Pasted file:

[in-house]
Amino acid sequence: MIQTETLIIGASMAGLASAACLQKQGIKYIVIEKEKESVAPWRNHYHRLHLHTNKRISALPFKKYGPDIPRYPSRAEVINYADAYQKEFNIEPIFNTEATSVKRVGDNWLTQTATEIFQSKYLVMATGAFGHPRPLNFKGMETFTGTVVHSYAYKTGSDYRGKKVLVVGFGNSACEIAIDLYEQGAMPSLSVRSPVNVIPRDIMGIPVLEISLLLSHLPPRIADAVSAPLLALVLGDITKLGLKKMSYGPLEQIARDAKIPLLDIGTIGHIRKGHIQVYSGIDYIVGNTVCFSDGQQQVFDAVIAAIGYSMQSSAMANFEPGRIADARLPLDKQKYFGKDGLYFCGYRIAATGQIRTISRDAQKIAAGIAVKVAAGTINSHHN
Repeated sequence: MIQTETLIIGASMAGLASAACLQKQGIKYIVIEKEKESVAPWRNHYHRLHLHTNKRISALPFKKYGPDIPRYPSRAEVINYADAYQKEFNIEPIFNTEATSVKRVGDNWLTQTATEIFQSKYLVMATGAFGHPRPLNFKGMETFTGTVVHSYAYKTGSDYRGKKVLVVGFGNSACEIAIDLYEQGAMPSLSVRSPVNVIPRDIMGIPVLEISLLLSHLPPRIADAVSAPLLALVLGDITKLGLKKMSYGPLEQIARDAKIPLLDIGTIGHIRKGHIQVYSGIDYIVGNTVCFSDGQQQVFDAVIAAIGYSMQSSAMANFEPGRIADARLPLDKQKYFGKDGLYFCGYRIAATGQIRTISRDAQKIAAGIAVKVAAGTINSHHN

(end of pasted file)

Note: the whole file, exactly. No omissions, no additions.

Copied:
[in-house]
Amino acid sequence: MIQTETLIIGASMAGLASAACLQKQGIKYIVIEKEKESVAPWRNHYHRLHLHTNKRISALPFKKYGPDIPRYPSRAEVINYADAYQKEFNIEPIFNTEATSVKRVGDNWLTQTATEIFQSKYLVMATGAFGHPRPLNFKGMETFTGTVVHSYAYKTGSDYRGKKVLVVGFGNSACEIAIDLYEQGAMPSLSVRSPVNVIPRDIMGIPVLEISLLLSHLPPRIADAVSAPLLALVLGDITKLGLKKMSYGPLEQIARDAKIPLLDIGTIGHIRKGHIQVYSGIDYIVGNTVCFSDGQQQVFDAVIAAIGYSMQSSAMANFEPGRIADARLPLDKQKYFGKDGLYFCGYRIAATGQIRTISRDAQKIAAGIAVKVAAGTINSHHN
Repeated sequence: MIQTETLIIGASMAGLASAACLQKQGIKYIVIEKEKESVAPWRNHYHRLHLHTNKRISALPFKKYGPDIPRYPSRAEVINYADAYQKEFNIEPIFNTEATSVKRVGDNWLTQTATEIFQSKYLVMATGAFGHPRPLNFKGMETFTGTVVHSYAYKTGSDYRGKKVLVVGFGNSACEIAIDLYEQGAMPSLSVRSPVNVIPRDIMGIPVLEISLLLSHLPPRIADAVSAPLLALVLGDITKLGLKKMSYGPLEQIARDAKIPLLDIGTIGHIRKGHIQVYSGIDYIVGNTVCFSDGQQQVFDAVIAAIGYSMQSSAMANFEPGRIADARLPLDKQKYFGKDGLYFCGYRIAATGQIRTISRDAQKIAAGIAVKVAAGTINSHHN